A millennial engineer working in the Gulf tells Al Jazeera he was blindsided when his earnings shriveled away after he returned home and deposited them into a Lebanese bank account.
Says Maher, who has asked the news outlet to conceal his identity,
“Nothing can prepare you for the shock of this.”
The foreign currency he deposited was immediately subject to strict currency controls under a battered economy that has been battling hyperinflation and skidding into its worst performance in over a decade. Lebanon is looking for a lifeline from the International Monetary Fund which is currently trying to help draft a comprehensive financial rescue plan.
Meanwhile, residents and workers are hard hit.
Hard earned cash deposits in foreign currency can only be withdrawn in Lebanese pounds at the official exchange rate, effectively and drastically slashing value by 40% compared to the open market.
Maher says cryptocurrencies like Bitcoin are emerging as a salvation.
“Suddenly everything turns upside down and all the options are open.”
Adds 29-year old Mahmoud, a Bitcoin trader since 2015,
“Right now, Lebanese are interested in escaping tight restrictions on cash withdrawals and transfers. They basically want financial freedom. If you want to go around the banking system, Bitcoin is a solution.”
With the Lebanese pound under strain, central bankers have lost their luster. The lack of trust is providing an opening for discussions around peer-to-peer cryptocurrency networks that allow people to send one another money or pay for services without being subject to currency restrictions prohibiting transactions over $50 or a few hundred bucks. Bitcoin users can also evade foreign exchange conversion rates and other monetary policies that devalue their government-backed fiat currency.
Speaking to Al Jazeera, several Millennials explained how they’ve taken the slow road to Bitcoin adoption in the quest for a safe place to store money and make transactions.
According to Simon, a 33-year-old Bitcoin trader who is also the chief technology officer of web development firm cnepho.com,
“It started slow but now, it’s going exponential…Basically, this means we meet up in a Starbucks, he gives me the [physical] money, and right there, I transfer him the Bitcoin.”
Adds Omar, a 24-year old Beirut-based Bitcoin trader,
“Before the uprising, Bitcoin gave me supplementary income, but now, it’s definitely become the primary.”
The IMF is trying to pull Lebanon from the brink of collapse, with bond investors threatening to plunge the country into default on its debt — a potential first for Lebanon after getting hit by both Moody’s and S&P Global Ratings which downgraded the country’s long-term foreign currency rating over the weekend.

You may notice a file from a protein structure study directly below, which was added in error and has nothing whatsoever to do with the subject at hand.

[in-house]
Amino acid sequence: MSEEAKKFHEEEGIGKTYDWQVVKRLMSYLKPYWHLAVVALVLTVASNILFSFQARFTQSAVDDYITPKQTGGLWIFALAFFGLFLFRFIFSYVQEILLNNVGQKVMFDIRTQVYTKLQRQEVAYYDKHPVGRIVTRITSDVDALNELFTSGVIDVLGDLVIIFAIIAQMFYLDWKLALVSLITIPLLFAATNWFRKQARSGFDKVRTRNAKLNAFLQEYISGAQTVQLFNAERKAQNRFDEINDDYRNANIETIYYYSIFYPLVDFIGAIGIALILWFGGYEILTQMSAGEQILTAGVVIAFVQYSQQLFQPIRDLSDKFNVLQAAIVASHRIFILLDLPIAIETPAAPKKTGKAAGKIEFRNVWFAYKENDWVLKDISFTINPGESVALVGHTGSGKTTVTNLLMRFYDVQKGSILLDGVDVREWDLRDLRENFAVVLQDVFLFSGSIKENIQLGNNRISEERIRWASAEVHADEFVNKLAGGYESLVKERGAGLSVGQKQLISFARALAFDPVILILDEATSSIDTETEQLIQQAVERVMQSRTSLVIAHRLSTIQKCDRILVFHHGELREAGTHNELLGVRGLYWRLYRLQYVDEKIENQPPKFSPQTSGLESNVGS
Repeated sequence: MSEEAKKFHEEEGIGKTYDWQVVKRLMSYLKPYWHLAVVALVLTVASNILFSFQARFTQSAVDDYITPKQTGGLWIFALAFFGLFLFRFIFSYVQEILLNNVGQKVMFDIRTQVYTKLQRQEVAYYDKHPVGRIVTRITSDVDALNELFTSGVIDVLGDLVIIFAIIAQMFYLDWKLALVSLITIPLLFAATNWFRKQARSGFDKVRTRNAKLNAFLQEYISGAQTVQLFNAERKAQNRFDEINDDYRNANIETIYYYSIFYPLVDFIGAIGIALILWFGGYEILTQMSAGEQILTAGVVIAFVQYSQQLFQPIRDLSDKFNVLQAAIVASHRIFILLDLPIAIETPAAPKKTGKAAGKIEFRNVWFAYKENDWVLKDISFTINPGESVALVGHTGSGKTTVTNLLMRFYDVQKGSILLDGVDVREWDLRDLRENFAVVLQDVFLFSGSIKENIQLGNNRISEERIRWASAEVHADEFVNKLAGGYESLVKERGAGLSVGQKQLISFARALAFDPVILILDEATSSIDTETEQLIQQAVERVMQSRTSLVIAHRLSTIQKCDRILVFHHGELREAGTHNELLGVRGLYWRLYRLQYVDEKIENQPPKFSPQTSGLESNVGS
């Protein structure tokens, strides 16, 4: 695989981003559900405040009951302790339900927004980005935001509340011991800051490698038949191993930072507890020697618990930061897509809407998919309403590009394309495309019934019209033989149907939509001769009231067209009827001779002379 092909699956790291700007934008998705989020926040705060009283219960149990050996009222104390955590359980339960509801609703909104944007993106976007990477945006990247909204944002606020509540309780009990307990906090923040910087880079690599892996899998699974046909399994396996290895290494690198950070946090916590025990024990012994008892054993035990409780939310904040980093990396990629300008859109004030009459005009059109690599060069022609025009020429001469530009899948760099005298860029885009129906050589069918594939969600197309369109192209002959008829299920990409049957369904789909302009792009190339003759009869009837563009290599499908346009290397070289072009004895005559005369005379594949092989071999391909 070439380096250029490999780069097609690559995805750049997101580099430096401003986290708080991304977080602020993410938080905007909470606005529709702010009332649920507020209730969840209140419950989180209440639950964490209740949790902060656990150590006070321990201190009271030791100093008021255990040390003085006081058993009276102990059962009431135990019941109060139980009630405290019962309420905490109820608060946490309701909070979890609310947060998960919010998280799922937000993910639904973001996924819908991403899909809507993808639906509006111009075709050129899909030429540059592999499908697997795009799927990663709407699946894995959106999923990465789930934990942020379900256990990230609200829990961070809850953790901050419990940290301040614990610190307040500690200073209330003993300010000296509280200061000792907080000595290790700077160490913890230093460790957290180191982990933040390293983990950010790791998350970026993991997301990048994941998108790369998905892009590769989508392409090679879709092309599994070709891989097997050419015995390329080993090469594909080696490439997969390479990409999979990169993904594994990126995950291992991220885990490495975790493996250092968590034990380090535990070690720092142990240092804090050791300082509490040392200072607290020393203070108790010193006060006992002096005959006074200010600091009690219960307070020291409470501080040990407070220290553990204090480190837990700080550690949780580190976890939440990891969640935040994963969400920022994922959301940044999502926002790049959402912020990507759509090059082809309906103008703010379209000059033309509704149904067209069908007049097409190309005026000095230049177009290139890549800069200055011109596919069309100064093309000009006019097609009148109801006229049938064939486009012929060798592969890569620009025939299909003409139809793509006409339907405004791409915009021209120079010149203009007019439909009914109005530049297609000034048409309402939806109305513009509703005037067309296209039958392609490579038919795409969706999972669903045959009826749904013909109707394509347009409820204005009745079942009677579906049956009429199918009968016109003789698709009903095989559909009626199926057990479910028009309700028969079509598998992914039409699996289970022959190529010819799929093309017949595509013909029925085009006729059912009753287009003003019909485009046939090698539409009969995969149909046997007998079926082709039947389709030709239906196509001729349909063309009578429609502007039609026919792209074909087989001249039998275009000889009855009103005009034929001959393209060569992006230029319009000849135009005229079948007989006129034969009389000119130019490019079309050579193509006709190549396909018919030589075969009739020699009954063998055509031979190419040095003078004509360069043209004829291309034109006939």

An analyst report issued by S&P Global last week painted a stark picture for Lebanon which rates lower than Argentina and the Democratic Republic of Congo, reports CNBC.
“As a consequence of severe fiscal, external, and political pressures, we believe a distressed exchange or unilateral default on Lebanon’s commercial debt is virtually certain at this point.”
Bitcoin traders can leverage the sinking economy and the tanking Lebanese pound.
According to another anonymous trader,
“I’m basically hedging that I’ll still make a profit and the dollar won’t devalue by more than 40 percent.”
“Bitcoin is protected by mathematics, fiat [traditional] currencies are protected by governments. Which do you trust?”
While Lebanese traders acknowledge Bitcoin’s volatility, they point out that their fiat currency is volatile without any of the upside that BTC can claim – as the best-performing asset of the decade.
The founder of a Lebanon-based tech company says that their lack of trust in the banking system has caused them to turn away and look elsewhere.
Reports Al Jazeera,
“The founder, who spoke on condition of anonymity, said they transfer about $30,000 worth of Bitcoin into Lebanon every month to pay employees. The Bitcoin is bought from a foreign account and then sold ‘over-the-counter’ in Lebanon to established buyers.”
The founder adds,
“Some people need to get money out, others need to get money in, when we find each other we match. Over time, we’ve developed stable relationships.”
Disclaimer: Opinions expressed at The Daily Hodl are not investment advice. Investors should do their due diligence before making any high-risk investments in Bitcoin, cryptocurrency or digital assets. Please be advised that your transfers and trades are at your own risk, and any loses you may incur are your responsibility. The Daily Hodl does not recommend the buying or selling of any cryptocurrencies or digital assets, nor is The Daily Hodl an investment advisor. Please note that The Daily Hodl participates in affiliate marketing.
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